Gene, Edwina, and Stephen,

I have been traveling and working on some tight deadlines.  So I have
not been able to read, much less comment on, most of the discussions.

But I am reluctant to make long chains of questionable inferences
from Peirce's writings and get into heated arguments about the
different interpretations.

I'd just like to make one observation about Thomas Gradgrind,
whom Peirce mentioned in a remark that Gene quoted (March 12):

The Reign of Terror was very bad; but now the Gradgrind banner
has been this century long flaunting in the face of heaven, with
an insolence to provoke the very skies to scowl and rumble. Soon
a flash and quick peal will shake economists quite out of their
complacency, too late. The twentieth century, in its latter half,
shall surely see the deluge-tempest burst upon the social order
-- to clear upon a world as deep in ruin as that greed-philosophy has
long plunged it into guilt. No post-thermidorian high jinks then!”
(Evolutionary Love, 1893, 6.292).
In Dickens' novel _Hard Times_, Gradgrind was, among other things,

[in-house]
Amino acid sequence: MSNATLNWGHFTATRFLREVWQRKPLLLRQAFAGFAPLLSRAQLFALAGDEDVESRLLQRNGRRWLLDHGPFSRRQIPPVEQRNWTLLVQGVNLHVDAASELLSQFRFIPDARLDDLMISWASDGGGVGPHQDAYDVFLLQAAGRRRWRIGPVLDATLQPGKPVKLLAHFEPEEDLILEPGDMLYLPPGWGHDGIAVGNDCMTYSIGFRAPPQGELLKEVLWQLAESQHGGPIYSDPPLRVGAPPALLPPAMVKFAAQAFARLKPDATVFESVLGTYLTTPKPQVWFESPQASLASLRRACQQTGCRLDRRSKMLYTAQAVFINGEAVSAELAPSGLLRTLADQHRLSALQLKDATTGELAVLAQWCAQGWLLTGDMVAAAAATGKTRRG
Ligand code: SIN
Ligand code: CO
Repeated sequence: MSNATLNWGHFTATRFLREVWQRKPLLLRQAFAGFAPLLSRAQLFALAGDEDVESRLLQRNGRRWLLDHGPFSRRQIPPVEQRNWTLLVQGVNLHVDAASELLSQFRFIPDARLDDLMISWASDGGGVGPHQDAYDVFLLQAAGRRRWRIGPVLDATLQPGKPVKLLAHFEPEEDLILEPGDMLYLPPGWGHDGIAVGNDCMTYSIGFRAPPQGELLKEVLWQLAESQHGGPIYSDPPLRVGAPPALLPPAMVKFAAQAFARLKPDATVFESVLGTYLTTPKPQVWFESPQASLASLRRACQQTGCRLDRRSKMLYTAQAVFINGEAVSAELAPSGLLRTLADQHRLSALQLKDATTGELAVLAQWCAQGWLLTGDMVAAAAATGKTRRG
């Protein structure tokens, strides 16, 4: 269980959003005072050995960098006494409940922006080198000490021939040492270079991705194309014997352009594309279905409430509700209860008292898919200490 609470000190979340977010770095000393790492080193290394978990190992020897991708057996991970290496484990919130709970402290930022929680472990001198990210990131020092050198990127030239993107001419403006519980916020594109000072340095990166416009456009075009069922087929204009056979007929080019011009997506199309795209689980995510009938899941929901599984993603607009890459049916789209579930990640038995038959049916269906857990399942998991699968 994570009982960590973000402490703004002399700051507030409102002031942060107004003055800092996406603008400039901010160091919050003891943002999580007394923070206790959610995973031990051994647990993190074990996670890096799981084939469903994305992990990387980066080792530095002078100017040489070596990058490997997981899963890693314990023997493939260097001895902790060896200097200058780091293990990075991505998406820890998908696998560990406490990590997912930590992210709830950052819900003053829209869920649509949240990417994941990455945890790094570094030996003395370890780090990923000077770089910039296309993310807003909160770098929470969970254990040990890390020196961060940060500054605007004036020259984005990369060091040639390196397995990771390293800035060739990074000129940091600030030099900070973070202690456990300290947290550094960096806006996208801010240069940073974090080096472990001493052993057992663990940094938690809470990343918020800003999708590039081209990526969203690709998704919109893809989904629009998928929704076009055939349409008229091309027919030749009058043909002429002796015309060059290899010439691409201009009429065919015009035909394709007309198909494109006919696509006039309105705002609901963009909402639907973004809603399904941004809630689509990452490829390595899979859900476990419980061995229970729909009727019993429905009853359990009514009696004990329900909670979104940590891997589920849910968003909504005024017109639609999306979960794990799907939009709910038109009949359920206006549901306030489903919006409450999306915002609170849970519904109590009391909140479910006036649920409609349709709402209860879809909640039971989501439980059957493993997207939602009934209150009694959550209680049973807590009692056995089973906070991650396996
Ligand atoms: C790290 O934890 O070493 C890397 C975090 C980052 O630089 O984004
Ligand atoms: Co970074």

a teacher who summarized his educational philosophy in one phrase:
"To fill the little pitchers full of facts".

For Peirce, that slogan is extreme nominalism, which was at least
as evil as the gospel of greed.  But in the novel, Gradgrind was
a more complex character who had redeeming qualities and a change
of heart and life at the end.

For a brief summary of Gradgrind's portrayal by Dickens, see

Since Gradgrind is a complex character and Peirce is even more complex,
I have serious doubts about any attempt to make stronger inferences
about Peirce's character or opinions than he stated explicitly.

As for myself, I have never agreed with anyone else's paraphrase
of my opinions.  I always ask people to quote my exact words and
not attribute their interpretations to me.  I would give Peirce
the same benefit of the doubt.

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